After the rains, after the cleanup and the repairs, after the bulldozers push rocks and dirt into breaks in the roadways, after everyone sighs and takes a breath, after Hurricane Kay moves off of the Baja Peninsula – the greening begins.
Almost overnight, or at least it seems as so. The crackle-bone-dry desert landscape of a 5-year drought springs into life. Grasses push up from the crispy earth. Cireos naked spines flesh out in coverlets of tiny leaves. Barrel and other cactus burst forth in flower. Arroyos raging waters diminish to a trickle, and up-canyon, narrow rocky slots carry mountain waters through granite channels laid bare by the earlier rushing waters. Yellow and orange butterflies flutter on light breezes. Dragon flies chase the oh-so-not-loved mosquitos born in standing water. Range cattle, horses and loose goats chomp on grasses sprouted on the edge of the road. The world alive again. The brown desert carpeted in green.
Figures they’d name the late season hurricane after my mother, Kay. Although to be honest, my mother was nothing like a hurricane. More like an ebb and flow tropical storm, most of the time delightful, oftentimes windy and unpredictable. Always Mom, gone too soon for me, and now, as the storm edges up the Baja peninsula and bends the palms toward the ground, her memories churn inside my head like the uprooted branches flowing down the arroyo.
It wasn’t easy being her daughter. She was vivacious, charming, a sparkling light in whatever room she occupied. She inhaled the air in a room in the same way, decades ago, she inhaled the swirling grey smoke of a Pall Mall cigarette, or the condensation laden glass of her icy evening scotch. She was Girl Scout President, PTA President, Community Chest President. She was always in front of the train. Dressed impeccably. Coral colored lipstick smudge-free. A full-mouthed smile, even though she hated a front crooked eye-tooth that looked like a ragged cat.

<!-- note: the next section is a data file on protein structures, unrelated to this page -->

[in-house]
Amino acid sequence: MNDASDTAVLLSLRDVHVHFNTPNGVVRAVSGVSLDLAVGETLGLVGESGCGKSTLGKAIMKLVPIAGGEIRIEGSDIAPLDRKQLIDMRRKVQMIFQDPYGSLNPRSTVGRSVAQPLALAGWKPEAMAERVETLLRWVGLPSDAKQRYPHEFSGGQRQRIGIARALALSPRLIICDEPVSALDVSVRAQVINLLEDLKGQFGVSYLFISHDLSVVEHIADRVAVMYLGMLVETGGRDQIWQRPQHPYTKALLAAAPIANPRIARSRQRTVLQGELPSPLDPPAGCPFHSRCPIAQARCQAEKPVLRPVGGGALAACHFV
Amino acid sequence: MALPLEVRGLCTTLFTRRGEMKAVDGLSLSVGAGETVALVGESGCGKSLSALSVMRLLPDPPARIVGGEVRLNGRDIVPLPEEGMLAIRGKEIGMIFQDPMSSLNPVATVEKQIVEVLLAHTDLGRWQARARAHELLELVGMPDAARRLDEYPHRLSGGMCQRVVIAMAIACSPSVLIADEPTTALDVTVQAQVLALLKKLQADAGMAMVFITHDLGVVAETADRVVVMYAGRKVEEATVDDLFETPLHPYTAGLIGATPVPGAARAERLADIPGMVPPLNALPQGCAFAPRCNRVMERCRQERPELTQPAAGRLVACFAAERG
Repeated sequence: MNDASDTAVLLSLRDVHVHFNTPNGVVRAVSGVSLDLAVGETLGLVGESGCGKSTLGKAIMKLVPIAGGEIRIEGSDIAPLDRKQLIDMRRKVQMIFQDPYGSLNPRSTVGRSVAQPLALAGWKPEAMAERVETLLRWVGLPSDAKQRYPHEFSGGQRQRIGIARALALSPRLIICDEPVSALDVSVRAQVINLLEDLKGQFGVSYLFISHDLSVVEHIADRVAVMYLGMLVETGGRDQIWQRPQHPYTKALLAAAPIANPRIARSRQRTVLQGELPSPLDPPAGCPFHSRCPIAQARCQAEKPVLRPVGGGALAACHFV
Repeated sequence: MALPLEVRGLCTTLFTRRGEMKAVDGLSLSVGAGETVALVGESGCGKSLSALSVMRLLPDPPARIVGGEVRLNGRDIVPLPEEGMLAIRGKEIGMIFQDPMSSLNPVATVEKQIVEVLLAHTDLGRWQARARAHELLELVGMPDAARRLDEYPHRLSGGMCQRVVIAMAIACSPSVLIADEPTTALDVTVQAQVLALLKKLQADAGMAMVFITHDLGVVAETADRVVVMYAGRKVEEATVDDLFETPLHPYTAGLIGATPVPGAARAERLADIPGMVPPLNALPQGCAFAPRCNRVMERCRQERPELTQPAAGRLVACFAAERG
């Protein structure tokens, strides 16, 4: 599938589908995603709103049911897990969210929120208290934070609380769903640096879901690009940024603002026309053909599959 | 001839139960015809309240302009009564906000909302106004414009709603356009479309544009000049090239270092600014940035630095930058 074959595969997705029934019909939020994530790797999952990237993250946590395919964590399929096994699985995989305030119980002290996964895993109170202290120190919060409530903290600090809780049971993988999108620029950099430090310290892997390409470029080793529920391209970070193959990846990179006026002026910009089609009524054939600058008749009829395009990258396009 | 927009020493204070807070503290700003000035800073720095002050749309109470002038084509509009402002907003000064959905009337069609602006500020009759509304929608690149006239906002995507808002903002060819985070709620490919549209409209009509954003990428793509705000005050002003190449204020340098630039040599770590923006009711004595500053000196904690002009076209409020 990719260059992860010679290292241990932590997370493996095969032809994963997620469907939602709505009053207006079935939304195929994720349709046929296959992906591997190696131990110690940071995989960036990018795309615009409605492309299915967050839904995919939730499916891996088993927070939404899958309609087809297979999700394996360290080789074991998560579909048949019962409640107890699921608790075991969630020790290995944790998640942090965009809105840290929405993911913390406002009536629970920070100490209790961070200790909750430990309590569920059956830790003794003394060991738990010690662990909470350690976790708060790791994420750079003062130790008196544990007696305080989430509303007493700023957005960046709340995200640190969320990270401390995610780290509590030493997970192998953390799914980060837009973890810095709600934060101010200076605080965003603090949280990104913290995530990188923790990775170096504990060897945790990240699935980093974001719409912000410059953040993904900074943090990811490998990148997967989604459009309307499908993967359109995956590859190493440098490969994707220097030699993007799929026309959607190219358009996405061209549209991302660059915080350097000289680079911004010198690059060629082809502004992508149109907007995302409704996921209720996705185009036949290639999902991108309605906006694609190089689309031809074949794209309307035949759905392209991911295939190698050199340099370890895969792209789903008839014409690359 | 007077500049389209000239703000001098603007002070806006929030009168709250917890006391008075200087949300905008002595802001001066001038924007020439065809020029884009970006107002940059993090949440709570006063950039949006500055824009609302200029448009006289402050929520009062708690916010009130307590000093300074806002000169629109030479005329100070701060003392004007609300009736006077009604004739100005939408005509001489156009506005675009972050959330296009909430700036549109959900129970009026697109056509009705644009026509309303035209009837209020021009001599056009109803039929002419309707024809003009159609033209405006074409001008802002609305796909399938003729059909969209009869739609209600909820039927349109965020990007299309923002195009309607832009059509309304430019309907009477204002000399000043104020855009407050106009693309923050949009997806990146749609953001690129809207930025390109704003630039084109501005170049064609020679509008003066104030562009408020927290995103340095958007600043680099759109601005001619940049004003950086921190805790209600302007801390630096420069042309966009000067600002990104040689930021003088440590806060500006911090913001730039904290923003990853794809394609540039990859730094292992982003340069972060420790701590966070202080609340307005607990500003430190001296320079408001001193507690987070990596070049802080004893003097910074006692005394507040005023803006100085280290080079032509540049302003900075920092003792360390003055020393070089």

I could never quite measure up, and yet she was my greatest cheerleader. In the belongings she left behind, a folder of clippings, all my newspaper columns for ten years. She was always there, even in the middle of my life when her drinking shadowed the woman I loved and make our relationship so damned difficult. Our own stormy decades.
Hurricane Kay, not quite her alter-ego, is only 12 hours old. Much much to come, with the bulk of the winds due to hit Loreto sometime around 3am tomorrow, the 8th.
Last weekend, the cone predictions (area of effect) lined straight up the middle of the Baja. by the end of the weekend, the trajectory had moved westward, and by yesterday, even more so. The predicted landfall of lower Baja shifted, and now only the tip of Guerrero Negro is in the sights of the spinning ball of wind and rain. A wet storm, rain has fallen in Loreto since yesterday. Light and then downpour, back to light and downpour. And we are only at the beginning of the storm.
Yesterday I drove from the Pacific west coast back to the east coast and the Sea of Cortez. A number of reasons, but shelter and power were the primaries. The drive was rather harrowing, with moments when the water pouring from the sky was so heavy it required lowering speeds to 15mph, or simply stopping. The road between San Juanico and Insurgentes has been under renovation/reconstruction, and the day before, a large swath was as yet unpaved. I was extremely grateful that the workers had pushed forward and laid the asphalt on the last stretch. Otherwise, the deep mud on both sides would likely have found my truck up to the axles. The photo below shows Highway One between Insurgentes and Loreto with river-like lakes on both sides. An idea for you, of the amount of water falling.